As was shown in the previous section, the current water storage in the CPA is about 2000 MCM less than in the mid-30’s. It is important to point out that the mid-30’s experienced one of the hardest droughts in the last 150 years and that the water levels were particularly low.

The problem with re-injecting water into the CPA at high levels is the increased gradient seaward (westward), i.e. loss, of fresh groundwater. In the mid-30’s about 120 MCM/Y were discharged into the sea. Currently this discharge is estimated as 20 MCM/Y. We suggest that this problem can be solved by the artificial management of the sea water intrusion area. This management will include two sets of pumping wells. The pumping wells in the fresh water body will preserve groundwater heads while the pumping wells in the saline water body will decrease the heads. The pumped fresh water will be integrated into the water supply system and the saline water, having salinity close to Mediterranean Sea water, will be desalinated or supplied for other needs (swimming pools, air-conditioners etc.) instead of fresh water. Desalinization of seawater pumped from the interface is significantly cheaper than that from the sea (there is no need for pre-treatment).

In the eastern part of the aquifer the effort should be invested to stabilize the quality of the groundwater as second grade water, namely adequate for all general household uses except drinking. Measures to guarantee this will include the recharge of rainwater and surface flow, which currently flow to the sea, and the prevention of recharge by saline and toxic wastewater. This part of the aquifer can be used for the storage of treated effluents in the winter time and reuse during wet years. In the long term, the recharge of low salinity water into the eastern part of the aquifer (salinity of effluents expected to be around 200 mg/L of chloride) will decrease groundwater salinity. However, this will be offset by the higher water levels which will prevent the percolation of brackish water from the adjacent Eocene aquifer. This policy will ensure that the CPA serves as a long term water storage reserve of about 2000 MCM with the western part of the aquifer used for storage of potable water, and the eastern part for storage of second grade water, and will prevent the sea water intrusion due to rising sea level resulting from global worming.

Albeit in the future the bulk of the fresh water supply for the entire region will come primarily from seawater desalination plants, and secondarily from desalinated brackish water, once a series of dry years occurs (as is the case of the last 5 years which may continue), the groundwater storage can be utilized.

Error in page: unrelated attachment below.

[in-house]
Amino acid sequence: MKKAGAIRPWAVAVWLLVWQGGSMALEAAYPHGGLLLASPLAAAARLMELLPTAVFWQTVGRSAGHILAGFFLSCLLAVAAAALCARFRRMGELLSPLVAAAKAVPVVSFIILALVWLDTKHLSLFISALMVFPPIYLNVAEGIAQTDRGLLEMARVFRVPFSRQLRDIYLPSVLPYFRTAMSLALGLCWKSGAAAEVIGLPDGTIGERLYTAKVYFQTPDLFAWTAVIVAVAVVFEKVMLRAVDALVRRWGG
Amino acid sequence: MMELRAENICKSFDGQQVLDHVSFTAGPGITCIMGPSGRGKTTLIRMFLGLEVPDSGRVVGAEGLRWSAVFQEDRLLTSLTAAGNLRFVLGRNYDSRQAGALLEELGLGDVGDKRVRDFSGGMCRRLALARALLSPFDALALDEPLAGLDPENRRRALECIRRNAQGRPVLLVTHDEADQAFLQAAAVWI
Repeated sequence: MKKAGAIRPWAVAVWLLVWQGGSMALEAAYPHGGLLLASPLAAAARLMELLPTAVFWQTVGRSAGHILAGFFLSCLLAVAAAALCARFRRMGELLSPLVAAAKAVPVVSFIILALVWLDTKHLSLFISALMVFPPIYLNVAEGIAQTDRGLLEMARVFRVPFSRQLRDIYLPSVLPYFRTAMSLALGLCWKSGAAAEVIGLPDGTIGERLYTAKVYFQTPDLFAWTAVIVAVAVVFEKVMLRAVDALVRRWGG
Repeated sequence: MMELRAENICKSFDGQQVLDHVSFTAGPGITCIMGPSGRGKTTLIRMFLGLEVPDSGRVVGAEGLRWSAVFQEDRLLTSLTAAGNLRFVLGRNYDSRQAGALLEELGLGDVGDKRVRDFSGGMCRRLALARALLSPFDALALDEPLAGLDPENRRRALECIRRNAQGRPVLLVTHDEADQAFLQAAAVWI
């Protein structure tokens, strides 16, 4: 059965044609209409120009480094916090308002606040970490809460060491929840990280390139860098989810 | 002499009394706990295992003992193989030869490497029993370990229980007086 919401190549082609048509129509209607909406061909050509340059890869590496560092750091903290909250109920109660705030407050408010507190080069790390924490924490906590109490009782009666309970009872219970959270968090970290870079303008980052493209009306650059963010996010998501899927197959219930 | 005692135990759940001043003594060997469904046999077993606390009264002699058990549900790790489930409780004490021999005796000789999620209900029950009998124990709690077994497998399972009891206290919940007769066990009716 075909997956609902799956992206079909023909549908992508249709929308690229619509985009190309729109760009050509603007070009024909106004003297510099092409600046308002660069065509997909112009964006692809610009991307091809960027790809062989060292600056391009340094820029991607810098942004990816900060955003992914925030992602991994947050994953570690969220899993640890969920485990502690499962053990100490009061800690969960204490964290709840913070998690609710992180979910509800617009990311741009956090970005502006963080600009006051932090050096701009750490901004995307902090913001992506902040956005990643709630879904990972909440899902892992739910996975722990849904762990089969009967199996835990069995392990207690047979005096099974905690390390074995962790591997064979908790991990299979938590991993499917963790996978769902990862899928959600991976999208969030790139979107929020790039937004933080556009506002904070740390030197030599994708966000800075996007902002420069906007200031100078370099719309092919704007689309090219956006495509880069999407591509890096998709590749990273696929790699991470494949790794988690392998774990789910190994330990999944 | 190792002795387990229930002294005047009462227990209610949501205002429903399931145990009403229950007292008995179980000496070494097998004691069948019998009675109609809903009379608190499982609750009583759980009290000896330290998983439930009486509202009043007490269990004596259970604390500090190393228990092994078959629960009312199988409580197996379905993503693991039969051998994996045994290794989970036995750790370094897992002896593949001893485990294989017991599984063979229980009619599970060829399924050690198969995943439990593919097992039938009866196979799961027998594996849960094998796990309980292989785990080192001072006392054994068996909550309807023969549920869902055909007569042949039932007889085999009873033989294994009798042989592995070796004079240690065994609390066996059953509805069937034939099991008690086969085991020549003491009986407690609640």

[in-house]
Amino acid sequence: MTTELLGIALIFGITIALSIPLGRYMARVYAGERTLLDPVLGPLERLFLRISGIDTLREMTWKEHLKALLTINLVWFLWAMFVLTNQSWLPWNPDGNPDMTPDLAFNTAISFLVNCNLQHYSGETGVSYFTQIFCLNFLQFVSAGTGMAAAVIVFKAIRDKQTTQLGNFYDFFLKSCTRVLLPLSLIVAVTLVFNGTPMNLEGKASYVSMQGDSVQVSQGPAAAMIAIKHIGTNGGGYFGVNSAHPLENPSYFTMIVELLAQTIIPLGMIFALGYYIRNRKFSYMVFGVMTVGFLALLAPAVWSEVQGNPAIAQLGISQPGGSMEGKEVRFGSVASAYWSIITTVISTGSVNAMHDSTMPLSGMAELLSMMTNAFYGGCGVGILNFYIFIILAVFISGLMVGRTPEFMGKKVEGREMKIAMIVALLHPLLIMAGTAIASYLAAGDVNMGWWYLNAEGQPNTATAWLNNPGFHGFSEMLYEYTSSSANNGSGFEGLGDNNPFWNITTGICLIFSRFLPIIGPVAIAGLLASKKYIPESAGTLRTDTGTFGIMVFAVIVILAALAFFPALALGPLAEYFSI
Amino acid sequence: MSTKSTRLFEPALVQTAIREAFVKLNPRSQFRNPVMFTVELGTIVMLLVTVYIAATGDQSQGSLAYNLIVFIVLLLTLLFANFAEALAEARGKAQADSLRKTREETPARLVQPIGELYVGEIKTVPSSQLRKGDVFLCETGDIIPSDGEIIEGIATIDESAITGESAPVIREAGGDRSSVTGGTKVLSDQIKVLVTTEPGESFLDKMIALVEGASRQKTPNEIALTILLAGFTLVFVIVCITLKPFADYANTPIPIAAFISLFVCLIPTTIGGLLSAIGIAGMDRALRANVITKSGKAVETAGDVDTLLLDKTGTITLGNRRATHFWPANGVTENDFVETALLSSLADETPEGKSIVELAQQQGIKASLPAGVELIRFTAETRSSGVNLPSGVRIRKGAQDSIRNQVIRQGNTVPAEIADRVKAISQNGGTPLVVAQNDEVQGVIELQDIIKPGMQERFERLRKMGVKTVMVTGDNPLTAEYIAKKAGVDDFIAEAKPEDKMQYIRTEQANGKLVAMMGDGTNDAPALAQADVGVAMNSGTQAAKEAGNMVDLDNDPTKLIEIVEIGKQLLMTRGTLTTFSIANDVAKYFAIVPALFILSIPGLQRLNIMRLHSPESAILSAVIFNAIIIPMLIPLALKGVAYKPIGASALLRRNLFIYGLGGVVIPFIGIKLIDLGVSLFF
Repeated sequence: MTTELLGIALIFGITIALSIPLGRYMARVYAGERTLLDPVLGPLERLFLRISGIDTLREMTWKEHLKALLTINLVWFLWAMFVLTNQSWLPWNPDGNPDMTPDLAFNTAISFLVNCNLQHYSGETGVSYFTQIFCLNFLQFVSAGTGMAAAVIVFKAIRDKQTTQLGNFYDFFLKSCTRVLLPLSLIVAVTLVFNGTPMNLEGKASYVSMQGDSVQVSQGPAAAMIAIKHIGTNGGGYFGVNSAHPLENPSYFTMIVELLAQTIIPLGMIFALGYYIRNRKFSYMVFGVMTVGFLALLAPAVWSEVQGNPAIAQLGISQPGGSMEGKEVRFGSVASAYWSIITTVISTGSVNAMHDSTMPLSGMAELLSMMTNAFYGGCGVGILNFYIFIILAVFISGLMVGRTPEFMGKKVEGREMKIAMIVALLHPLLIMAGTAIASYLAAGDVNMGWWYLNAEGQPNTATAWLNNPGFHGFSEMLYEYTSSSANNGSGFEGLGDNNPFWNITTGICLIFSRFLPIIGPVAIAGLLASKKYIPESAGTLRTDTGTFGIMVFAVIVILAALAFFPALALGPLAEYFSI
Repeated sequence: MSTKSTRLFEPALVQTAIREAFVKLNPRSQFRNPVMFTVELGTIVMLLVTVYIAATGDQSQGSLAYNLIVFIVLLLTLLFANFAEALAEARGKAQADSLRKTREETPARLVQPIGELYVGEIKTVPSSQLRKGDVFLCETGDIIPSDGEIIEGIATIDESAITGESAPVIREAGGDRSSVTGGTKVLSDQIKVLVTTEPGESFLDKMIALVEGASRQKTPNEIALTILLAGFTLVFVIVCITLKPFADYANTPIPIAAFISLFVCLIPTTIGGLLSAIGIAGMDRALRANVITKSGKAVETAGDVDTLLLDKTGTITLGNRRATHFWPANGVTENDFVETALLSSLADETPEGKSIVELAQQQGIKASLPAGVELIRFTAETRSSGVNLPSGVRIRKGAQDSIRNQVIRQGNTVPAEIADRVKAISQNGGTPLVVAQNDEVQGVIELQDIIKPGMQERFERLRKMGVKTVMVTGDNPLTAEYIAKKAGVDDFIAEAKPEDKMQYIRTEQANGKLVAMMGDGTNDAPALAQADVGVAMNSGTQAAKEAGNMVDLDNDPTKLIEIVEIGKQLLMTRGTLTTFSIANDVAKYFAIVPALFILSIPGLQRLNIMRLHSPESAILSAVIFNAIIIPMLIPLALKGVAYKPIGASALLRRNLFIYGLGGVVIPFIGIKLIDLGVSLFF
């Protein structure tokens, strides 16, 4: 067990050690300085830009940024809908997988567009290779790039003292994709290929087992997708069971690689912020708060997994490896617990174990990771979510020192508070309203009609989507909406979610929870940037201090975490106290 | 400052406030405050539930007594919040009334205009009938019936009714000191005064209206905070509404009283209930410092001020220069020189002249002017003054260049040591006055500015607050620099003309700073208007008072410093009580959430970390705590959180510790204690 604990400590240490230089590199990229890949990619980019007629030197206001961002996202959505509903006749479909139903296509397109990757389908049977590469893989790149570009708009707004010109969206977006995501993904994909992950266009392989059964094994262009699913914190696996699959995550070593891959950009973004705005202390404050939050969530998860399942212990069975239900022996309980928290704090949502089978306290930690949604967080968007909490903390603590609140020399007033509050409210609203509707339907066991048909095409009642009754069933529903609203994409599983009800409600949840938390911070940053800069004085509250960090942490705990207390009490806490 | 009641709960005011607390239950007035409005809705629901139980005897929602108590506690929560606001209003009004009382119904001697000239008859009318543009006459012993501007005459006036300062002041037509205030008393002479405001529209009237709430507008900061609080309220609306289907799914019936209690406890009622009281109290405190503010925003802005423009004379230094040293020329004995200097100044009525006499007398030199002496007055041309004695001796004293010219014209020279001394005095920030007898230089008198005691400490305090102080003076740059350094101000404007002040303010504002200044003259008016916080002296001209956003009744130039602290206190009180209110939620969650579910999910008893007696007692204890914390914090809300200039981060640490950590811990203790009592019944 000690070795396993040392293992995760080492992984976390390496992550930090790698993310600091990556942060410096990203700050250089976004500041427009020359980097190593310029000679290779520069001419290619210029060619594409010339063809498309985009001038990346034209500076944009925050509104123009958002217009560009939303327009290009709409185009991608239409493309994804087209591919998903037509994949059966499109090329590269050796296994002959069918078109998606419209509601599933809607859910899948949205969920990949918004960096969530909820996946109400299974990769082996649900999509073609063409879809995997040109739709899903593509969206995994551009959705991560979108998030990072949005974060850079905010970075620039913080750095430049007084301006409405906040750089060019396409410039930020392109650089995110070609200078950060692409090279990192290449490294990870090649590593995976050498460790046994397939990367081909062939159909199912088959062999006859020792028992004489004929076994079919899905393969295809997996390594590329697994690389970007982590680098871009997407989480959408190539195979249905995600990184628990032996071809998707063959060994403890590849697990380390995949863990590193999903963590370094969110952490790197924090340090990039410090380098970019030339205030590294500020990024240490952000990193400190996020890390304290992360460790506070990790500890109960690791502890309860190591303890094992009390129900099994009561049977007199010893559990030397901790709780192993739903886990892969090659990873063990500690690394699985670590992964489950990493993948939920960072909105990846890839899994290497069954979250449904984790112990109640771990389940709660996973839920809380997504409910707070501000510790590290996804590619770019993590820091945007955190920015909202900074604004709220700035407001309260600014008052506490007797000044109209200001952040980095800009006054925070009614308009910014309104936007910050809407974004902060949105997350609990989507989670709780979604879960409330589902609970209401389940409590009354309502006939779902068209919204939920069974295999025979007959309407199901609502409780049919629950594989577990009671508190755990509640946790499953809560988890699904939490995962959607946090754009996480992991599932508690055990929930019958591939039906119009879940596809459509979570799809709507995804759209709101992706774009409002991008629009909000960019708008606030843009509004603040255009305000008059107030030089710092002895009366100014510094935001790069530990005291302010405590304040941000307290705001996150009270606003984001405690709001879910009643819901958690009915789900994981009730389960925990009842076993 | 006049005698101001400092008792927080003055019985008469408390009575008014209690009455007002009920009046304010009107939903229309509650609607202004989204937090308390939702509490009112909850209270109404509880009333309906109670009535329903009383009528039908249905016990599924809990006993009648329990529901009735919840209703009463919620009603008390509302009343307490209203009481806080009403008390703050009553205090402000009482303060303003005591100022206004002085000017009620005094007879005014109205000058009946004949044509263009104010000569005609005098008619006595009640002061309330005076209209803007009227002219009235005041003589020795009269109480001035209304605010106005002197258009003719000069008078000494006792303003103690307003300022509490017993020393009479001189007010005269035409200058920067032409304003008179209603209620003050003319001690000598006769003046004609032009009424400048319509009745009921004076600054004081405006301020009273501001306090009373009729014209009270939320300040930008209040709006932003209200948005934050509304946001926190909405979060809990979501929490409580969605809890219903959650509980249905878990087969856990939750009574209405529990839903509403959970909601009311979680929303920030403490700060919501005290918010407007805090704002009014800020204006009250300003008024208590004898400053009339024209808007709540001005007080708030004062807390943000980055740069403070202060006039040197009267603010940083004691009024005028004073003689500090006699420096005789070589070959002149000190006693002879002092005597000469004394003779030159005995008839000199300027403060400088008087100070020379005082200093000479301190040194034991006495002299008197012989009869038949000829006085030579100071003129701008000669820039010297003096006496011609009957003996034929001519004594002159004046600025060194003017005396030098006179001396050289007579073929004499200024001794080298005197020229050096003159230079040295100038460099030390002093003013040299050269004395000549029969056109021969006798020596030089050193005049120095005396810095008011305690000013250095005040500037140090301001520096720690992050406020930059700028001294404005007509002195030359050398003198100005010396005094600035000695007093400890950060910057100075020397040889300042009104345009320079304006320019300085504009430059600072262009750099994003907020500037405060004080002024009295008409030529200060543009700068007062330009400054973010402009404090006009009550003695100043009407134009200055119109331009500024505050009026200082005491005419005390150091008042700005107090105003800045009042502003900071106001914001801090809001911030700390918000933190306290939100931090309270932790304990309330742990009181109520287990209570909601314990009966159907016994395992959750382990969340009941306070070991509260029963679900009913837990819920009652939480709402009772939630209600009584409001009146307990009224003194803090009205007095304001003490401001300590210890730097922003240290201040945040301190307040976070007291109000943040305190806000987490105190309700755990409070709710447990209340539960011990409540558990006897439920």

Due to paleo-environmental conditions, which existed during the Quaternary period, all the riverbeds, which cross the Coastal Plain, are underlain by thick layers of clay. Moreover, adequate natural sites for storage dams are very rare in the central and western parts of the Coastal Plain. These conditions dictate that the best places for storage and later gradual recharge of the floods are in the eastern parts of this region, close to the foothills.

As part of the new cooperative planning with the Palestinians, following the model of Progressive Development, remediation in the part of the Coastal Plain underlying the Gaza Strip should follow a similar policy, namely the reclamation of the water table, but not of the water quality, in order to prevent further invasion of sea interface. This will enable the recovery of the overpumped aquifer below the Gaza Strip. This can only be done once the gap between supply and demand in this region will be supplied from desalinization projects and waste water reuse.


  1. A. S. Issar and M. Zohar, “Climate Change: Environment and History of the Near East,” Springer-Berlin, Heidelberg, New York, 2007.
  2. P. Alpert, S. O. Krichak, H. Shafir, D. Haim and I. Osetinsky, “Climatic Trends to Extremes Employing Regional Modeling and Statistical Interpretation over the E. Mediterranean,” Global and Planetary Change, vol. 63, No. 2-3, September 2008, pp. 163-170.
  3. A. S. Issar, “Progressive Development in Arid Environments: Adapting the Concept of Sustainable Development to a Changing World,” Hydrogeology Journal, vol. 16, no. 6, September 2008, pp. 1229-1231.
  4. A. S. Issar, “Progressive Development to Sustain Food Supply in the Arid and Semi-Arid Regions (ASAR),” Journal of Arid Environments, vol. 73, no. 3, March 2009, pp. 396-397.
  5. “Hydrological Service of Israel,” Status Report, in Hebrew, 2007.
  6. “Hydrological Service of Israel,” Status Report, in Hebrew, 2008.
  7. A. Issar, “Geology of the Central Coastal Plain of Israel,” Israel Journal of Earth-Science, vol. 17, 1968, pp. 16-29.
  8. Y. Livshitz and Zentner, “Changes in the Water and the Salt Storage of Israeli Coastal Plain Aquifer since 30’s,” Israeli Hydrological Service Report, in Hebrew, in Press, 2010.
  9. Y. Livshitz, “The Influence of Natural and Artificial Factors on the Chemical Composition of the Groundwater in the Northwestern Negev and the Southern Portion of the Shfela,” Ph.D. Dissertation, in Hebrew, Ben-Gurion University, Negev, 1999.
  10. Y. Tolmach, “Hydrogeological Atlas of Israel, Coastal aquifer, Ashdod Area,” Israeli Hydrological Service Report, in Hebrew, 1978.


1The Brundtland Report (1987) on Our Common Future defined sustainable development as development that meets the needs of the present without compromising the ability of future generations to meet their own needs.